Caterpillar (NYSE:CAT) is dragging on the Dow Jones Industrial Average (DJINDICES:^DJI) lower after the mining and construction equipment manufacturer reported weaker-than-expected sales in emerging markets. As of 1:20 p.m. EDT the Dow was basically flat at 17,076. The S&P 500 (SNPINDEX:^GSPC) was less than a point above breakeven for the day.
Caterpillar reported mixed second-quarter earnings earlier today. Earnings came in at $1.57 per share, up 4% from the year-ago quarter's $1.45 per share and above analyst expectations of $1.52 per share. If you strip out one-time restructuring costs, earnings were an even stronger $1.69 per share. Looking forward, the company raised its earnings guidance for the year to $5.75-$6.20 per share. Despite the positive earnings, however, Caterpillar is down 3.7%. What gives?
Caterpillar is down today because of its declining revenue and lowered sales forecasts. Revenue came to $14.15 billion, down 3% year over year and below analyst expectations of $14.4 billion. Management lowered its full-year sales forecast from $53 billion-$59 billion to $54 billion-$56 billion. While emerging-market sales were expected to be weak given Caterpillar's previous monthly sales disclosures, investors were still unpleasantly surprised by how weak they were.
The main culprit is Caterpillar's mining equipment sales, which are down 29% worldwide since the prior-year quarter. North America is the one strong region, with mining sales down just 9% and construction sales up 20% year over year. In every other region -- Latin America, Europe, Africa, the Middle East, and Asia -- mining industry sales are down between 35% and 40%. These downtrends are combining to push Caterpillar's trailing 12-month sales down for the sixth consecutive quarter.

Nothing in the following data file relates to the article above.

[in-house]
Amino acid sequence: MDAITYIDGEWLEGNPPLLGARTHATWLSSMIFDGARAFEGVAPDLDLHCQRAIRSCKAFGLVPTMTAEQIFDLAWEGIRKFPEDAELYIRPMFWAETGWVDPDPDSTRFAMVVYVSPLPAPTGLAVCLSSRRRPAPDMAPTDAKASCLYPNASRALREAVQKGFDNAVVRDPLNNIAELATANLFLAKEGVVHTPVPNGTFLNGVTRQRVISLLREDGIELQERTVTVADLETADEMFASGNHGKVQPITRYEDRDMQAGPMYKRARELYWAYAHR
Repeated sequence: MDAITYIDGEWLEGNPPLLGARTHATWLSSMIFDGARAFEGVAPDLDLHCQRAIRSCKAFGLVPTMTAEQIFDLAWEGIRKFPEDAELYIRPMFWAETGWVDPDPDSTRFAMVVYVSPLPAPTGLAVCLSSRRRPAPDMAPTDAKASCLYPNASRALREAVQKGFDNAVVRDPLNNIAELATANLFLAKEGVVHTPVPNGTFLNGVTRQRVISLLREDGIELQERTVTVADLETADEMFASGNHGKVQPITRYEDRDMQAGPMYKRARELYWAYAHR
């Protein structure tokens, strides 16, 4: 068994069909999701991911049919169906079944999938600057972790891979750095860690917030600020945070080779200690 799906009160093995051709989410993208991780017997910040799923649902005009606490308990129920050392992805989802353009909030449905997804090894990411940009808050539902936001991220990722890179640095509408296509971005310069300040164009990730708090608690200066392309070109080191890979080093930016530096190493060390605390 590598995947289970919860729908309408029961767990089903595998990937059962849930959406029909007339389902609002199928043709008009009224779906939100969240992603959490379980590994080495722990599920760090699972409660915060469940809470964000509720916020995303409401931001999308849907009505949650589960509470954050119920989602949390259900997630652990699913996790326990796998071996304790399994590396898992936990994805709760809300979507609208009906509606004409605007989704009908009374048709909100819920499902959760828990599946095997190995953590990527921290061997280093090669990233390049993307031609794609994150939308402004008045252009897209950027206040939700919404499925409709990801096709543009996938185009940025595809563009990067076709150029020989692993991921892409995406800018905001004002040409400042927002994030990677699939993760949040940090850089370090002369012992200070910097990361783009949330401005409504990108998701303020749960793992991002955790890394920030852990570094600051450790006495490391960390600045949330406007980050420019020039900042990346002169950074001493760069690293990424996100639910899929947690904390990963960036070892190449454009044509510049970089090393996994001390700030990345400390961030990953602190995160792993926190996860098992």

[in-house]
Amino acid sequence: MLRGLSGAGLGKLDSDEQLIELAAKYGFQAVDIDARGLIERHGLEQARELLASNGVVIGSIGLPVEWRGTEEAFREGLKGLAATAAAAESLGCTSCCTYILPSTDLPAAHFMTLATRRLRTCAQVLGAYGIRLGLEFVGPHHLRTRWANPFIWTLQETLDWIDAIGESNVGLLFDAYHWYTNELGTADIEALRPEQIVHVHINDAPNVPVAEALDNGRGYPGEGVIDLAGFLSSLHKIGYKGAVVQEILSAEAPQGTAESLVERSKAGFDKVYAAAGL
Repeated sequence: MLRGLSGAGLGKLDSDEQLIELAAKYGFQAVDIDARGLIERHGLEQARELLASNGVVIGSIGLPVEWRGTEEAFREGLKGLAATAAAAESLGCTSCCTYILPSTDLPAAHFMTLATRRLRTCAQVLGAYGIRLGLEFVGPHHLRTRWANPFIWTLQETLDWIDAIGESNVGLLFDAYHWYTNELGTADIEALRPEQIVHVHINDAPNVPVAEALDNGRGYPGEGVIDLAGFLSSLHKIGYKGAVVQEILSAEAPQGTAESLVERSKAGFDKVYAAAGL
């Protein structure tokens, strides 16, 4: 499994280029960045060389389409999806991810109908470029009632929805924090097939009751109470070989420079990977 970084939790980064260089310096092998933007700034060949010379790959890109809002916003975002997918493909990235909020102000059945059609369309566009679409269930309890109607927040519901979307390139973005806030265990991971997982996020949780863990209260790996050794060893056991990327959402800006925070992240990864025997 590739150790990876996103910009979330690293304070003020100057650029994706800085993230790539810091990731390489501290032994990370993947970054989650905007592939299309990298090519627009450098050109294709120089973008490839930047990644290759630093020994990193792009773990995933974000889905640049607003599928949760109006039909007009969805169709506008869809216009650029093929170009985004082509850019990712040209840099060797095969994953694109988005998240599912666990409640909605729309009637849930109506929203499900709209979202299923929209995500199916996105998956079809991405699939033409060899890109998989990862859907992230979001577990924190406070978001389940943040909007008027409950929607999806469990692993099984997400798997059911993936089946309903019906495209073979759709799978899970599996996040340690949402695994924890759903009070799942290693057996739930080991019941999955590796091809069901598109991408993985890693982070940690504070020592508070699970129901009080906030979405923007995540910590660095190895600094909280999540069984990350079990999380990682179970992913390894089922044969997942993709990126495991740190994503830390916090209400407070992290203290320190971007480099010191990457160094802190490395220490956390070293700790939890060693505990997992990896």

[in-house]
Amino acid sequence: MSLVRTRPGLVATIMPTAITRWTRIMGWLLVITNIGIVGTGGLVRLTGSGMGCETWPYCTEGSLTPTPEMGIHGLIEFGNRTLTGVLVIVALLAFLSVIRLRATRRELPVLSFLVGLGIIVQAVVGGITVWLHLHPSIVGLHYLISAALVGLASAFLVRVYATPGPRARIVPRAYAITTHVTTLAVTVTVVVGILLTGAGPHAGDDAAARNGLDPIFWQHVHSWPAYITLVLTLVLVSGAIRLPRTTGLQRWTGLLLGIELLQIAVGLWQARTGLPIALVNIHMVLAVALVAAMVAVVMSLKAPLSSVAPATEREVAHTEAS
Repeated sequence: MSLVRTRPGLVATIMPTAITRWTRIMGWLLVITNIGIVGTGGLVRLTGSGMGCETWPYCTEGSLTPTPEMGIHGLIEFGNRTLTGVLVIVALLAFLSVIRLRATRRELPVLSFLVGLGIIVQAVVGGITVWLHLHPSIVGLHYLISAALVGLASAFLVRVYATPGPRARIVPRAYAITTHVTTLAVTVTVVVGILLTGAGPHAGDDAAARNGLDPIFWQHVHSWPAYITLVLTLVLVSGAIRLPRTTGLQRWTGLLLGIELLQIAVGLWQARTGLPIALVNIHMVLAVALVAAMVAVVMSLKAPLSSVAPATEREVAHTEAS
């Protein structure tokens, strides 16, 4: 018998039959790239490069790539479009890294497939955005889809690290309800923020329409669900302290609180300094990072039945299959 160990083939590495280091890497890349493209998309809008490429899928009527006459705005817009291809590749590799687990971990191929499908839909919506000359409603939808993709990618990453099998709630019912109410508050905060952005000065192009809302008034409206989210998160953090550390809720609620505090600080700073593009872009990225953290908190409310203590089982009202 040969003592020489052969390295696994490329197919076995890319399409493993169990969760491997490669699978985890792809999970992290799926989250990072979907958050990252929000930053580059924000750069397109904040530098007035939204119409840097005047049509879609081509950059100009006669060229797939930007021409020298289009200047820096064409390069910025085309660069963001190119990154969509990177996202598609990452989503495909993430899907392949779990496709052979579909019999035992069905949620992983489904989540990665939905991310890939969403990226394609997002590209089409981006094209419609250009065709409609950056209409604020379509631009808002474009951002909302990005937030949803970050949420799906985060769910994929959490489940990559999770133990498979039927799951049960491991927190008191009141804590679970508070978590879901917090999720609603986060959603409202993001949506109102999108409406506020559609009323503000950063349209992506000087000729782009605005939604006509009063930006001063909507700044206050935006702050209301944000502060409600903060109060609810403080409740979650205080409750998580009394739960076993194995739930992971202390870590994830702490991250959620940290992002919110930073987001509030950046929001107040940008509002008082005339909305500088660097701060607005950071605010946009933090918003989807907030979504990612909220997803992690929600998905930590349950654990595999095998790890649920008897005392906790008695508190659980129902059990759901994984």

I don't expect Caterpillar's sales story to get any better in the short term, as China looks to be facing a credit bubble that should continue to weigh on worldwide growth for some time. With sales continuing to decline, Caterpillar can only cut so many costs. It's hard to justify paying over 17 times forward earnings for a company facing serious headwinds.
There's at least one investor willing to pay that amount, however. Caterpillar announced it plans to repurchase $2.5 billion worth of stock in the third quarter following its purchase of $1.7 billion in the first quarter. By the end of the third quarter, Caterpillar will have purchased more than double the $2 billion purchased in 2013. I worry that Caterpillar is paying a high price for its own shares, destroying value for shareholders. Only time will tell. I plan to be on the sidelines.